This post is about three shootings that took place in Altoona, Pennsylvania, a town less than an hour away from where I grew up. Raymond Williams, a retiree, was shot outside his home while checking his mail on April 6th  by a man whom he had never known, Nick Horner. Nick had recently returned from Iraq less than a year ago but as a different man says his mother. Nick Horner gunned down a High School student as well as a wounding a woman at a store. Nick Horner was on the receiving end of a combat action badge and many other awards for serving his time in Iraq but was not looking to receive two first degree murder charges and a possible death sentence. 
     "He wasn't my little boy anymore" says Nick's mother. After returning from Iraq, Nick would rarely leave his home and his wife stated that she would often find him crying in their basement. The family felt Nick had seen and done things none of them have ever had the chance to do. The remaining question is however, did the Iraq war come home with Nick that day?
      Horner was diagnosed with post-traumatic stress disorder (PTSD) after returning home from Iraq and now his PTSD is going to be used as a criminal defense in the court room. There are more than 90,000 current serving  troops and 200,000 administrative veterans diagnosed with PTSD. The illness has been used as a criminal defense in the past but now the courts are facing a new challenge, should PTSD be allowed as a defense for murder. 
     On the morning of April 6th, Nick Horner dropped his kids off at school and headed to the bar where he drank two full pitchers of beer before leaving to rob a subway. Horner beat on the back door of the restaurant demanding to be let in, failing, he shot out the utility box and cut the electricity to the building. Once inside, Nick killed subway clerk and high school student Scott Garlick and injured another worker, Michelle Petty. He stole about $130 dollars and once Horner fled the scene he shot and killed Raymond Williams several blocks away only for his car keys to escape.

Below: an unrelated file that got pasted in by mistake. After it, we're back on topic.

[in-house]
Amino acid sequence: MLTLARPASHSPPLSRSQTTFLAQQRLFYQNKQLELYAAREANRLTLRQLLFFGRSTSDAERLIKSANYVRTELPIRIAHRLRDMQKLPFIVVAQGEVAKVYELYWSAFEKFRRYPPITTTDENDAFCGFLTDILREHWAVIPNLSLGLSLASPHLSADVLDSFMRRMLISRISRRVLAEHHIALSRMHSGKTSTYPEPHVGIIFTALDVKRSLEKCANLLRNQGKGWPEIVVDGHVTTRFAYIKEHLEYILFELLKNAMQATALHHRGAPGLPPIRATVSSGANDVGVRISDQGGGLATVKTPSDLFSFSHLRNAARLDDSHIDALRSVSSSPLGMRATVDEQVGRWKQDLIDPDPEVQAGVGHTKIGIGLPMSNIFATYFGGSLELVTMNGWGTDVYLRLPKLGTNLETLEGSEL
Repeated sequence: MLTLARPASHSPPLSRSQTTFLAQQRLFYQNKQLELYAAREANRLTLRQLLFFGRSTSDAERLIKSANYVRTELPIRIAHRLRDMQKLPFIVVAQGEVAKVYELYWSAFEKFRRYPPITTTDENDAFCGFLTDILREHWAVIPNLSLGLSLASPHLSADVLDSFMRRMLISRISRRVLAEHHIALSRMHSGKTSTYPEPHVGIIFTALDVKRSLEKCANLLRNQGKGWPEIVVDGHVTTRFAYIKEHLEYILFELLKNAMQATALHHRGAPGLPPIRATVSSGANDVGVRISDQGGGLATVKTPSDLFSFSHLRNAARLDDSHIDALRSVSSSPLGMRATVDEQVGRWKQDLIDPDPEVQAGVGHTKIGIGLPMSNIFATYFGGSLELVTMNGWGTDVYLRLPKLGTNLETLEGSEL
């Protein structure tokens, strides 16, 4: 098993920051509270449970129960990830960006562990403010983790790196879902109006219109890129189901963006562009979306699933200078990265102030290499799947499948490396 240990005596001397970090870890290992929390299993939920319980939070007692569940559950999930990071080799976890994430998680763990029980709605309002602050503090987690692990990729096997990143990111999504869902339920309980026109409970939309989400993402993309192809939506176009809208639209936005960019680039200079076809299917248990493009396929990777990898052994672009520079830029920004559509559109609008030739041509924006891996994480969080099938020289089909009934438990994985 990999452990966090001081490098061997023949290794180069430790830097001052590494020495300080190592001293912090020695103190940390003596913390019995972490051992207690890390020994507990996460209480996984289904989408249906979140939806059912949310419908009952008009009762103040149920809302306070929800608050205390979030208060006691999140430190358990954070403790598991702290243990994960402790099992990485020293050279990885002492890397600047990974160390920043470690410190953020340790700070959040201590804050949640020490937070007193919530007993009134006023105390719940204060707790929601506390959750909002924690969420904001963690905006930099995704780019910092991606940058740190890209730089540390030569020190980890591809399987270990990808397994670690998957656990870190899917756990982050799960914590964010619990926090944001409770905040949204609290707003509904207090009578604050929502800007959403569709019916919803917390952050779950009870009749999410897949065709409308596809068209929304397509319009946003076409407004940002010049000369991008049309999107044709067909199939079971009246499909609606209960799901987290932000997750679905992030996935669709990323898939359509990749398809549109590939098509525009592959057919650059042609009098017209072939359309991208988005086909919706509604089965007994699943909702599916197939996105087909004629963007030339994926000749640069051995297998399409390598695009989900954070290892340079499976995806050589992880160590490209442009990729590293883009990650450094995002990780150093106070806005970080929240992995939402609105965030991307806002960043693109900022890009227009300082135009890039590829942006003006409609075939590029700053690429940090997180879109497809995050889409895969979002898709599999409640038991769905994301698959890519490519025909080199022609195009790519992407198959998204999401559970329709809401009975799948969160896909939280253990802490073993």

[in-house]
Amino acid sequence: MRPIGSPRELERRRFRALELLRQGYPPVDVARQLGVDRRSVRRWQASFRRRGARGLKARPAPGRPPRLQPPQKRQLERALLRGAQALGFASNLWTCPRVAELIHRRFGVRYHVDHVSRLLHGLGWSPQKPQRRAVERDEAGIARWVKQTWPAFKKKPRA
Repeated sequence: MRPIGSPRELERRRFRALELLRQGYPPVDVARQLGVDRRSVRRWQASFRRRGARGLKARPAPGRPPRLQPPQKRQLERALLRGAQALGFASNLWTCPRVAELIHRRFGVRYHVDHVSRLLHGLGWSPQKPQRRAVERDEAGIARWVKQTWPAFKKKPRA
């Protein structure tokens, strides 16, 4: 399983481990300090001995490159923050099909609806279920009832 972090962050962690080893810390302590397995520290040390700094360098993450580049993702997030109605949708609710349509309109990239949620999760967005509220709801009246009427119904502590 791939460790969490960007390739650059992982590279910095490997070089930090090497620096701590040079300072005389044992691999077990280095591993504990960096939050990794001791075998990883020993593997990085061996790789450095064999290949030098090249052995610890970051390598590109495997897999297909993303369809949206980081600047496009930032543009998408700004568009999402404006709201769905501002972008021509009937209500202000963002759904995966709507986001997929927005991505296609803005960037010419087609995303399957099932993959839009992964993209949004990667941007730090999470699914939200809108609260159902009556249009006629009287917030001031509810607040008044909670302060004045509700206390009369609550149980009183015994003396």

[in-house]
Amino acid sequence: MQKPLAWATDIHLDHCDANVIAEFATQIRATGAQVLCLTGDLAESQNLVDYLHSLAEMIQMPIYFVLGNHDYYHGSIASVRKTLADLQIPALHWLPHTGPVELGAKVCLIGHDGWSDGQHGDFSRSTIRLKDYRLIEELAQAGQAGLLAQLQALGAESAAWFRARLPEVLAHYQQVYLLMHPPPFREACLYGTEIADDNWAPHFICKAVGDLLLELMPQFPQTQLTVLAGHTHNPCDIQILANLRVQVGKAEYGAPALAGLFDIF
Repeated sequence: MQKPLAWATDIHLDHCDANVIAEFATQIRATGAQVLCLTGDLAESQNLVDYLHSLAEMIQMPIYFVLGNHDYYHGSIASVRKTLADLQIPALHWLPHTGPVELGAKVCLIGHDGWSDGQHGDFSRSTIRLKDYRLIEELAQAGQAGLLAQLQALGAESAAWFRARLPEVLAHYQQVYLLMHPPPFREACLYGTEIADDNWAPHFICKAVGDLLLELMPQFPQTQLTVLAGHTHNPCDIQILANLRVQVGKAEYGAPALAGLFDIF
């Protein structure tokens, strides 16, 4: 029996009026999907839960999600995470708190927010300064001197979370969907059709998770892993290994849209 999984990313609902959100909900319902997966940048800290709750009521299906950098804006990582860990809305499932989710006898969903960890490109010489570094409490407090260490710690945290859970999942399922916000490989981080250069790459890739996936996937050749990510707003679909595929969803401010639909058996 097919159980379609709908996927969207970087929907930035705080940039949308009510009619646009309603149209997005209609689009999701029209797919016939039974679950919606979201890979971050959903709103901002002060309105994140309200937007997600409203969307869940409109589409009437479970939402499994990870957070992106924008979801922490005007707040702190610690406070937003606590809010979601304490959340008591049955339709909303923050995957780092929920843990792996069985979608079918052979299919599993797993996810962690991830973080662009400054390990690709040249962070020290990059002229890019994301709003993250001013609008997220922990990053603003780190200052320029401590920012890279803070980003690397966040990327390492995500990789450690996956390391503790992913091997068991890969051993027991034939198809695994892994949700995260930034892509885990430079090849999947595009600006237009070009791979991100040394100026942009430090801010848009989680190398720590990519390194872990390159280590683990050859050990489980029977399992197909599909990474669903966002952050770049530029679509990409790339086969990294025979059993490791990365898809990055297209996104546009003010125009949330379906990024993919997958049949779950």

Nick Horner's attorney claimed Nick was not evil at all but rather he was just "sick." Horner was taking  a heavy amount of prescription drugs prescribed for his PTSD at the time. The ruling eventually decided against Horner as PTSD was not sufficient evidence for murder in this case. 
     Let me start by saying I was very concerned this topic after reading this article. These events occured within 60 miles of my home and innocent members of society were killed. The biggest fear factor for me was learning this could happen anywhere at anytime. 
     In my opinion PTSD should not be a criminal defense in ANY court case. I feel that people are responsible for their own actions. Now I do not know what PTSD feels like or what the thinking processes involved are but I believe people should be strong and willing enough to overcome any initial thoughts of killing. I definitely side with the court on this case and I would love to hear your opinions! Feel free to comment in the space below. 


"We haven't begun to see the wave of all this."

  -William Brown, Expert on PTSD criminal cases

 


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